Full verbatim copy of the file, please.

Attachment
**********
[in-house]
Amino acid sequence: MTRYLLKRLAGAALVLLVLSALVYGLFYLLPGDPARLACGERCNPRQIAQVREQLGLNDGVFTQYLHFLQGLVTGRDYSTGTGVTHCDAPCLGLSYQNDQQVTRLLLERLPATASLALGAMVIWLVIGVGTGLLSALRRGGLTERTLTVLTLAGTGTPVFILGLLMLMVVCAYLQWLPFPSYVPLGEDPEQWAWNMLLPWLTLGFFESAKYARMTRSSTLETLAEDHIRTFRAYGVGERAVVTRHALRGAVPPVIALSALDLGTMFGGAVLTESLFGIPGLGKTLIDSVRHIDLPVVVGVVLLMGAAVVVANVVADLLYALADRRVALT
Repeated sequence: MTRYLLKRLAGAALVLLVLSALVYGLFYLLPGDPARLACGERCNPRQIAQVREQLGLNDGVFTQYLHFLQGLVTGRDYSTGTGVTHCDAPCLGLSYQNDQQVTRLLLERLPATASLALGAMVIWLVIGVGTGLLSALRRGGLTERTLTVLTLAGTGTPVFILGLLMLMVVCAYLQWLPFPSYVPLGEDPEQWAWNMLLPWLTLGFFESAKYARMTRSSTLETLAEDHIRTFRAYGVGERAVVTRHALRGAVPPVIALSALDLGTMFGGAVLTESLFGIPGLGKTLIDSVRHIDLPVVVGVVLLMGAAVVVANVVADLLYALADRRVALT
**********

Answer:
[in-house]
Amino acid sequence: MTRYLLKRLAGAALVLLVLSALVYGLFYLLPGDPARLACGERCNPRQIAQVREQLGLNDGVFTQYLHFLQGLVTGRDYSTGTGVTHCDAPCLGLSYQNDQQVTRLLLERLPATASLALGAMVIWLVIGVGTGLLSALRRGGLTERTLTVLTLAGTGTPVFILGLLMLMVVCAYLQWLPFPSYVPLGEDPEQWAWNMLLPWLTLGFFESAKYARMTRSSTLETLAEDHIRTFRAYGVGERAVVTRHALRGAVPPVIALSALDLGTMFGGAVLTESLFGIPGLGKTLIDSVRHIDLPVVVGVVLLMGAAVVVANVVADLLYALADRRVALT
Repeated sequence: MTRYLLKRLAGAALVLLVLSALVYGLFYLLPGDPARLACGERCNPRQIAQVREQLGLNDGVFTQYLHFLQGLVTGRDYSTGTGVTHCDAPCLGLSYQNDQQVTRLLLERLPATASLALGAMVIWLVIGVGTGLLSALRRGGLTERTLTVLTLAGTGTPVFILGLLMLMVVCAYLQWLPFPSYVPLGEDPEQWAWNMLLPWLTLGFFESAKYARMTRSSTLETLAEDHIRTFRAYGVGERAVVTRHALRGAVPPVIALSALDLGTMFGGAVLTESLFGIPGLGKTLIDSVRHIDLPVVVGVVLLMGAAVVVANVVADLLYALADRRVALT